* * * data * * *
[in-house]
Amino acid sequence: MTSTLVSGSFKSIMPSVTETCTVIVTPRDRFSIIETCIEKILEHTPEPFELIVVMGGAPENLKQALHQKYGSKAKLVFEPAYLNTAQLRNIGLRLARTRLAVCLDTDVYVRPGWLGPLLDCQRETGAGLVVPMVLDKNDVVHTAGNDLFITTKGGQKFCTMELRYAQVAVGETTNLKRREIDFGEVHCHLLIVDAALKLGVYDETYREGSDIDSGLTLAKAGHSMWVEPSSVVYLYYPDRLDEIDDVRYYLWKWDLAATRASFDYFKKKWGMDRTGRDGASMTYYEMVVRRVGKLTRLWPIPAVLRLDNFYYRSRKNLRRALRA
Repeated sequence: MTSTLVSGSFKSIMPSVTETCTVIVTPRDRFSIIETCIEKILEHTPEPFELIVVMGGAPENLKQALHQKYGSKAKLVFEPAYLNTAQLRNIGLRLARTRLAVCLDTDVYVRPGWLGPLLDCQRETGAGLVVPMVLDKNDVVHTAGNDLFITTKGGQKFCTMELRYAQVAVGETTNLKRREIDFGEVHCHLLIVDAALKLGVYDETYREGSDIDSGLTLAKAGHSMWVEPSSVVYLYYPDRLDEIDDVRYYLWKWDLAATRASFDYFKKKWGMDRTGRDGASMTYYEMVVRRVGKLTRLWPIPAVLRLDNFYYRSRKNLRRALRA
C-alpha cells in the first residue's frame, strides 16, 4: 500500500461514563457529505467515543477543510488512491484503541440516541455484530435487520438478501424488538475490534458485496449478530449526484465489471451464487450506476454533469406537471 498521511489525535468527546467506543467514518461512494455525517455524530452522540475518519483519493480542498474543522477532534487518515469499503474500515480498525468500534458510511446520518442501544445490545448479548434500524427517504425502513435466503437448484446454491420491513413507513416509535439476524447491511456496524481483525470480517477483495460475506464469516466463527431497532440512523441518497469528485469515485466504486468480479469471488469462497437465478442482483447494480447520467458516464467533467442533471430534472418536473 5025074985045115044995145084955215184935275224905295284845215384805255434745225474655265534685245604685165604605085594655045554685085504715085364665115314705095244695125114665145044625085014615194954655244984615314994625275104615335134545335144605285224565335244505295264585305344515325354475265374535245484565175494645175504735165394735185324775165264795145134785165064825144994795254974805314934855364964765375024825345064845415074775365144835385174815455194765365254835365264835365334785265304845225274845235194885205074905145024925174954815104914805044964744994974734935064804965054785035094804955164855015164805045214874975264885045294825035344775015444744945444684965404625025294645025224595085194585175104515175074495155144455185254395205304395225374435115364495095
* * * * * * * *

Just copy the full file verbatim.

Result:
[in-house]
Amino acid sequence: MTSTLVSGSFKSIMPSVTETCTVIVTPRDRFSIIETCIEKILEHTPEPFELIVVMGGAPENLKQALHQKYGSKAKLVFEPAYLNTAQLRNIGLRLARTRLAVCLDTDVYVRPGWLGPLLDCQRETGAGLVVPMVLDKNDVVHTAGNDLFITTKGGQKFCTMELRYAQVAVGETTNLKRREIDFGEVHCHLLIVDAALKLGVYDETYREGSDIDSGLTLAKAGHSMWVEPSSVVYLYYPDRLDEIDDVRYYLWKWDLAATRASFDYFKKKWGMDRTGRDGASMTYYEMVVRRVGKLTRLWPIPAVLRLDNFYYRSRKNLRRALRA
Repeated sequence: MTSTLVSGSFKSIMPSVTETCTVIVTPRDRFSIIETCIEKILEHTPEPFELIVVMGGAPENLKQALHQKYGSKAKLVFEPAYLNTAQLRNIGLRLARTRLAVCLDTDVYVRPGWLGPLLDCQRETGAGLVVPMVLDKNDVVHTAGNDLFITTKGGQKFCTMELRYAQVAVGETTNLKRREIDFGEVHCHLLIVDAALKLGVYDETYREGSDIDSGLTLAKAGHSMWVEPSSVVYLYYPDRLDEIDDVRYYLWKWDLAATRASFDYFKKKWGMDRTGRDGASMTYYEMVVRRVGKLTRLWPIPAVLRLDNFYYRSRKNLRRALRA
C-alpha cells in the first residue's frame, strides 16, 4: 500500500461514563457529505467515543477543510488512491484503541440516541455484530435487520438478501424488538475490534458485496449478530449526484465489471451464487450506476454533469406537471 498521511489525535468527546467506543467514518461512494455525517455524530452522540475518519483519493480542498474543522477532534487518515469499503474500515480498525468500534458510511446520518442501544445490545448479548434500524427517504425502513435466503437448484446454491420491513413507513416509535439476524447491511456496524481483525470480517477483495460475506464469516466463527431497532440512523441518497469528485469515485466504486468480479469471488469462497437465478442482483447494480447520467458516464467533467442533471430534472418536473 5025074985045115044995145084955215184935275224905295284845215384805255434745225474655265534685245604685165604605085594655045554685085504715085364665115314705095244695125114665145044625085014615194954655244984615314994625275104615335134545335144605285224565335244505295264585305344515325354475265374535245484565175494645175504735165394735185324775165264795145134785165064825144994795254974805314934855364964765375024825345064845415074775365144835385174815455194765365254835365264835365334785265304845225274845235194885205074905145024925174954815104914805044964744994974734935064804965054785035094804955164855015164805045214874975264885045294825035344775015444744945444684965404625025294645025224595085194585175104515175074495155144455185254395205304395225374435115364495095